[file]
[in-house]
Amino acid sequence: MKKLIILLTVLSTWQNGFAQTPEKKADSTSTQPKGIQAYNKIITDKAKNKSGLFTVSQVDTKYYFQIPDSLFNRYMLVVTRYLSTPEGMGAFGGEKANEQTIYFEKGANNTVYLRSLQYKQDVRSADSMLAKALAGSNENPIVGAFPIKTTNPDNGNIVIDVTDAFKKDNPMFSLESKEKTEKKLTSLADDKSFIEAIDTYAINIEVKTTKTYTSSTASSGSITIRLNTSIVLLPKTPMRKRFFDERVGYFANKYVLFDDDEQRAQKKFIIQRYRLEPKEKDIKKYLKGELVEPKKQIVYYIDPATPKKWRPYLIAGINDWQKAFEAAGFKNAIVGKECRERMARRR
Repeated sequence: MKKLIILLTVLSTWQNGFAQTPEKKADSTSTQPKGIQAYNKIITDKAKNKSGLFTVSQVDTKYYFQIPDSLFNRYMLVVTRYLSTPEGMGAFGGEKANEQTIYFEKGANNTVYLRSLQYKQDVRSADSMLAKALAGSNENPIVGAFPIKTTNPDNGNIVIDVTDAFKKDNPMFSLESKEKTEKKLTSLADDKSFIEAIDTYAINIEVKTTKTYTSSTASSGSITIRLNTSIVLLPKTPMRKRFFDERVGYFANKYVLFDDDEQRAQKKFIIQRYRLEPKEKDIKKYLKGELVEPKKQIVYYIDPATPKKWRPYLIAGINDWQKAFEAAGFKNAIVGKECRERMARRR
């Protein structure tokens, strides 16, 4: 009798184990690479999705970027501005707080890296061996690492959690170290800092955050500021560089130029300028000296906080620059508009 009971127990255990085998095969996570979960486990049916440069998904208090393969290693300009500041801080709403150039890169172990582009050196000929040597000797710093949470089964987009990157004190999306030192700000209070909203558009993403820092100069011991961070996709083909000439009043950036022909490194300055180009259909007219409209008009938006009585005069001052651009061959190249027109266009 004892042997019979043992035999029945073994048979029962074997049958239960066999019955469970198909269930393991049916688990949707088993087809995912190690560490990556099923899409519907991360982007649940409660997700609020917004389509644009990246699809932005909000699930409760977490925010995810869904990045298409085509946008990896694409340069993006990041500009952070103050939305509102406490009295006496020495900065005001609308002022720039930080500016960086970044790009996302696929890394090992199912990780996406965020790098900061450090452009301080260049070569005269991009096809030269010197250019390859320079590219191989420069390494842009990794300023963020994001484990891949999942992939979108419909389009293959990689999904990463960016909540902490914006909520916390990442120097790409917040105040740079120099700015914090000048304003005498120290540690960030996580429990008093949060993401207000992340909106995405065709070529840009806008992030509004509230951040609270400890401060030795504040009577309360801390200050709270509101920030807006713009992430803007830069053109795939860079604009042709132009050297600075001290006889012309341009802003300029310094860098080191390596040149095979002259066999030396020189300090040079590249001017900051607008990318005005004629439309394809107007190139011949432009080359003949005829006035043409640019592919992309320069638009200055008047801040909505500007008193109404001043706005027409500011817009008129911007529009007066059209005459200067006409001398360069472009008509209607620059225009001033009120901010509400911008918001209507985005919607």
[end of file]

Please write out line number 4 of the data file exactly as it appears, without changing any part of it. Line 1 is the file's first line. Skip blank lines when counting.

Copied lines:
């Protein structure tokens, strides 16, 4: 009798184990690479999705970027501005707080890296061996690492959690170290800092955050500021560089130029300028000296906080620059508009 009971127990255990085998095969996570979960486990049916440069998904208090393969290693300009500041801080709403150039890169172990582009050196000929040597000797710093949470089964987009990157004190999306030192700000209070909203558009993403820092100069011991961070996709083909000439009043950036022909490194300055180009259909007219409209008009938006009585005069001052651009061959190249027109266009 004892042997019979043992035999029945073994048979029962074997049958239960066999019955469970198909269930393991049916688990949707088993087809995912190690560490990556099923899409519907991360982007649940409660997700609020917004389509644009990246699809932005909000699930409760977490925010995810869904990045298409085509946008990896694409340069993006990041500009952070103050939305509102406490009295006496020495900065005001609308002022720039930080500016960086970044790009996302696929890394090992199912990780996406965020790098900061450090452009301080260049070569005269991009096809030269010197250019390859320079590219191989420069390494842009990794300023963020994001484990891949999942992939979108419909389009293959990689999904990463960016909540902490914006909520916390990442120097790409917040105040740079120099700015914090000048304003005498120290540690960030996580429990008093949060993401207000992340909106995405065709070529840009806008992030509004509230951040609270400890401060030795504040009577309360801390200050709270509101920030807006713009992430803007830069053109795939860079604009042709132009050297600075001290006889012309341009802003300029310094860098080191390596040149095979002259066999030396020189300090040079590249001017900051607008990318005005004629439309394809107007190139011949432009080359003949005829006035043409640019592919992309320069638009200055008047801040909505500007008193109404001043706005027409500011817009008129911007529009007066059209005459200067006409001398360069472009008509209607620059225009001033009120901010509400911008918001209507985005919607």